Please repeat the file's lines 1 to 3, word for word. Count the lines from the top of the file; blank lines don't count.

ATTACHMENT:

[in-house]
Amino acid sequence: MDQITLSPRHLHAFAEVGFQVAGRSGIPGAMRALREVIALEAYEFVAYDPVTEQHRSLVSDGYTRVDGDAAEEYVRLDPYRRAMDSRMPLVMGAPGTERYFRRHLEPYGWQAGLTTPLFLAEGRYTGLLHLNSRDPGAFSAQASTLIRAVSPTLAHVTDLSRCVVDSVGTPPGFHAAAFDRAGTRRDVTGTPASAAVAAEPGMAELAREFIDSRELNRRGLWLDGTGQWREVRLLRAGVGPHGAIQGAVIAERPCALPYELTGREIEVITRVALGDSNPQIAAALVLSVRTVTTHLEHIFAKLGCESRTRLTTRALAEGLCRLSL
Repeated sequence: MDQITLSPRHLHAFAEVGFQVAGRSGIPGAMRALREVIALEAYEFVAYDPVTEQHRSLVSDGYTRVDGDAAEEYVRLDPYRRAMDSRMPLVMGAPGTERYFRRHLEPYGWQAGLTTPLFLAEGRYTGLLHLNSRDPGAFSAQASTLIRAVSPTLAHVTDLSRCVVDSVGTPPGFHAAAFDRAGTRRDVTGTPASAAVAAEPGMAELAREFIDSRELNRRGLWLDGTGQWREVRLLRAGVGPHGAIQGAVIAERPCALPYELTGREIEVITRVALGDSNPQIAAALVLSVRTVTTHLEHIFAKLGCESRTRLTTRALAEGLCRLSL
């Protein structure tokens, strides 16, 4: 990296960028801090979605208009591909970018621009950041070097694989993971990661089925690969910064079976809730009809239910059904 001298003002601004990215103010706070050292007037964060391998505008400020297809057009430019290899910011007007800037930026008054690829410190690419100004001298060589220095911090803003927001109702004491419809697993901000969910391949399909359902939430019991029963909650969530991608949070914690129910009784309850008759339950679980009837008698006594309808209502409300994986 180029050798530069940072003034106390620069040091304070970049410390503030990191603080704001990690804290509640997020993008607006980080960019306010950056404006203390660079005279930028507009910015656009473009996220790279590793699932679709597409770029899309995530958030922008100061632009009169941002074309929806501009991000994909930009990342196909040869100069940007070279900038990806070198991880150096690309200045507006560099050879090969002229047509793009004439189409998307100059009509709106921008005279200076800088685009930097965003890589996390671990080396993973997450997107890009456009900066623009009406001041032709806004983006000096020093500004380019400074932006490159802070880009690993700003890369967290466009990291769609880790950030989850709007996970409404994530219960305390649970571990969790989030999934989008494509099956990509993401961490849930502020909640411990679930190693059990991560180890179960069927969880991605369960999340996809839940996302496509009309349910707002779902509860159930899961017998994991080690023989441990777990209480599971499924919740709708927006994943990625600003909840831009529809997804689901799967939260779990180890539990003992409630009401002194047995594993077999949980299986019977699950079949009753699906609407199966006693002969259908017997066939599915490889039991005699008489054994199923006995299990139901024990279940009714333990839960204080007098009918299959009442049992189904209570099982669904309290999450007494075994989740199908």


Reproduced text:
[in-house]
Amino acid sequence: MDQITLSPRHLHAFAEVGFQVAGRSGIPGAMRALREVIALEAYEFVAYDPVTEQHRSLVSDGYTRVDGDAAEEYVRLDPYRRAMDSRMPLVMGAPGTERYFRRHLEPYGWQAGLTTPLFLAEGRYTGLLHLNSRDPGAFSAQASTLIRAVSPTLAHVTDLSRCVVDSVGTPPGFHAAAFDRAGTRRDVTGTPASAAVAAEPGMAELAREFIDSRELNRRGLWLDGTGQWREVRLLRAGVGPHGAIQGAVIAERPCALPYELTGREIEVITRVALGDSNPQIAAALVLSVRTVTTHLEHIFAKLGCESRTRLTTRALAEGLCRLSL
Repeated sequence: MDQITLSPRHLHAFAEVGFQVAGRSGIPGAMRALREVIALEAYEFVAYDPVTEQHRSLVSDGYTRVDGDAAEEYVRLDPYRRAMDSRMPLVMGAPGTERYFRRHLEPYGWQAGLTTPLFLAEGRYTGLLHLNSRDPGAFSAQASTLIRAVSPTLAHVTDLSRCVVDSVGTPPGFHAAAFDRAGTRRDVTGTPASAAVAAEPGMAELAREFIDSRELNRRGLWLDGTGQWREVRLLRAGVGPHGAIQGAVIAERPCALPYELTGREIEVITRVALGDSNPQIAAALVLSVRTVTTHLEHIFAKLGCESRTRLTTRALAEGLCRLSL